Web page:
Google Acquires French Startup for Image-Recognition IP

Moodstocks' software uses machine learning to make searchable various images in video from smartphones and tablets.

Moodstocks purchase

Google is known for plenty of innovation emanating from within its own walls, but sometimes it's simpler and more direct to buy specific types of intellectual property in order to get a project up and running.

Barely a month after launching a machine-learning research center in Zurich, Google July 6 decided to expand its artificial intelligence operation with the acquisition of Paris-based startup Moodstocks. The young company, itself pretty innovative, developed an image-recognition tool optimized for video captured in smartphones and tablets.

The software makes searchable various images in video. Details of the acquisition were not released.

Founded in 2008, Moodstocks has a small development group that will join Google's R&D team in Paris, where they will continue to develop their machine vision tools as part of Google's services.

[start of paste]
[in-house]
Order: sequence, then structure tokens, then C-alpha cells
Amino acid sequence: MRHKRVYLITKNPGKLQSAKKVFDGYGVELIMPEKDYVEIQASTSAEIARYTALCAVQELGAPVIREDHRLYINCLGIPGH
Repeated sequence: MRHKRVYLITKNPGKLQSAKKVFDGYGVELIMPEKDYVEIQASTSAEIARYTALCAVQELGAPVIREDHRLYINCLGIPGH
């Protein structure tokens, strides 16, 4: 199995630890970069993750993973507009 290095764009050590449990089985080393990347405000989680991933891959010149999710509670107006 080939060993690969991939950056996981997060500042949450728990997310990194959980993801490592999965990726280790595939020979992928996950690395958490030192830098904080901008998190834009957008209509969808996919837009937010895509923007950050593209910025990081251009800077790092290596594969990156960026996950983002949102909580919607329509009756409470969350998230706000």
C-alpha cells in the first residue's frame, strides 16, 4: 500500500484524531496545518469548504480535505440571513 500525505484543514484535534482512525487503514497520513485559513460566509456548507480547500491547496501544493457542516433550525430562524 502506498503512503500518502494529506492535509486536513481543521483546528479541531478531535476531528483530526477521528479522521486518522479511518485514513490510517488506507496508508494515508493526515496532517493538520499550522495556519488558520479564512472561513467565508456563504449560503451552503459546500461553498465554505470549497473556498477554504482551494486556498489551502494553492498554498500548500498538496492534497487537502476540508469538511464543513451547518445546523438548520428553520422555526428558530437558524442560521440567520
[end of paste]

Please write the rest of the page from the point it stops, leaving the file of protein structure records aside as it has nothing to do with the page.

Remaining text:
Started With Offline Scanner

Moodstocks launched an offline scanner nearly three years ago that later was morphed into an iOS application for searching for products in physical print catalogs. Later the company came out with a cloud-based implementation of the software that enabled third-party app makers to use it in their own app development.

In late 2015, Moodstocks found itself competing with Google after the Web services giant launched its own image-recognition feature called Cloud Vision API. It didn't take long for Google's parent company, Alphabet Inc., to figure out that Moodstocks' IP was equal to or better than its own, so the acquisition was put into the process.

The deal is an indicator of the growing prominence of Paris' hub of machine learning and artificial intelligence companies. Vincent Simonet, head of the research and development team for France Google, wrote in his blog that while Google had made big advances in machine vision, it is still in the early stages.

Machine Learning Incorporated Into Several Google Products

"Many Google services use machine learning to make them simpler and more useful in everyday life—such as Google Translate, Smart Reply Inbox, or the Google app. We have made great strides in terms of visual recognition," Simonet said. "Now you can search in Google Pictures such as 'party' or 'beach,' and the application will offer you good pictures without you needing to categorize them manually.

"But there is still much to do in this area. And this is where Moodstocks comes in."

Chris Preimesberger

Chris J. Preimesberger

Chris J. Preimesberger is Editor-in-Chief of eWEEK and responsible for all the publication's coverage. In his 15 years and more than 4,000 articles at eWEEK, he has distinguished himself in reporting...